Century Marks

Century Marks

Leaving Iraq

Iraqi Christians who fled to the northern Kurdish provinces to escape attacks and intimidations are starting to leave that area too. Dis­couraged by unemployment, non-Arabic-speaking schools and a deteriorating security situation, they are making a quiet exodus to Turkey, Jordan, Europe and the United States. Kurdish officials had welcomed them, offering them land, free fuel and other assistance. The Christian population in Iraq is thought to be less than half of its pre-war level (New York Times, March 10).

Bible trumped

Fifty percent of Americans would choose Donald Trump as their financial adviser, despite his history of bankruptcies. Only 32 percent would look to the Bible for financial advice, according to a recent survey conducted by the American Bible Society and Compass—Finances God's Way. The survey also found that 86 percent of Americans do not follow what the Bible says about managing money, and 24 percent of those think they would have more money if they did follow that advice. The two nonprofits sponsoring the survey recently released The Financial Stewardship Bible, an integrated study guide that highlights more than 2,000 Bible verses that discuss money and finances (RNS).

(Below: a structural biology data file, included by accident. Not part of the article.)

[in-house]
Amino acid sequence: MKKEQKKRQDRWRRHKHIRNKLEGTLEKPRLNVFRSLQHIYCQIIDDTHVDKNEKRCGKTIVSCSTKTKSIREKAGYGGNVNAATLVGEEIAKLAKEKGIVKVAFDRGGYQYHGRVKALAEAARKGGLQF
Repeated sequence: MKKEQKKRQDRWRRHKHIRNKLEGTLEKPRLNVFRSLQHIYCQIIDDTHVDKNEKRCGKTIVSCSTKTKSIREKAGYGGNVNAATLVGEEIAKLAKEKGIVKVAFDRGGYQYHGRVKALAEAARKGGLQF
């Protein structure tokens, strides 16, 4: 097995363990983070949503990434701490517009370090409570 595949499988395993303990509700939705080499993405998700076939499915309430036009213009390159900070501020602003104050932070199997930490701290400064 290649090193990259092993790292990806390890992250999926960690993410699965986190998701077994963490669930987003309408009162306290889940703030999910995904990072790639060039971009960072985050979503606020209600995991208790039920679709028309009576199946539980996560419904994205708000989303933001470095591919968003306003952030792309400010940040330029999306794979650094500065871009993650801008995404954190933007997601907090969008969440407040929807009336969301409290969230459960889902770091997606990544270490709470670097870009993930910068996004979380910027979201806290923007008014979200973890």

Home church

Although Rick Santorum frequently speaks about his faith, he rarely talks or writes about his parish, St. Catherine of Siena, in the Washington suburb of Great Falls, Virginia. Since the Santorums live outside parish boundaries, they had to get special permission to make it their home church. St. Catherine's, known as a conservative congregation with ties to Opus Dei, is attended by other well-known conservative Catholics, including Supreme Court Justice Antonin Scalia. St. Catherine's has one Latin mass each Sunday (New Republic, March 6).

Not a rat race

Empathy and compassion have long been considered exclusive human traits and some of the loftiest of religious values. But an experiment at the University of Chicago has demonstrated that even rats can show empathy and altruism toward their comrades. Strange rats, unrelated to each other, were put together in a cage. After two weeks some of the rats were placed in a very small cell within larger cages. In a week's time three-fourths of the free rats learned how to free the caged rats. And one half of the free rats would save one or two chocolate chips for the trapped rats, demonstrating both empathy and altruism ("Science on religion," Patheos, March 9).

Tapped out

Bottled water uses nonrenewable resources--in the oil that goes into making the bottles themselves. The bottles fill up landfills and add to what is called the "Great Pacific Garbage Patch," one of the huge masses of garbage and other waste floating in the Pacific and other oceans. The use of bottled water also creates what is called an "inverted quarantine." Bottled water sends the message that tap water isn't really safe to use. People who can afford bottled water quarantine themselves from public water. Their time and money would be better spent, and justice served, by advocating for safe water to drink for everyone (Word & World, Winter).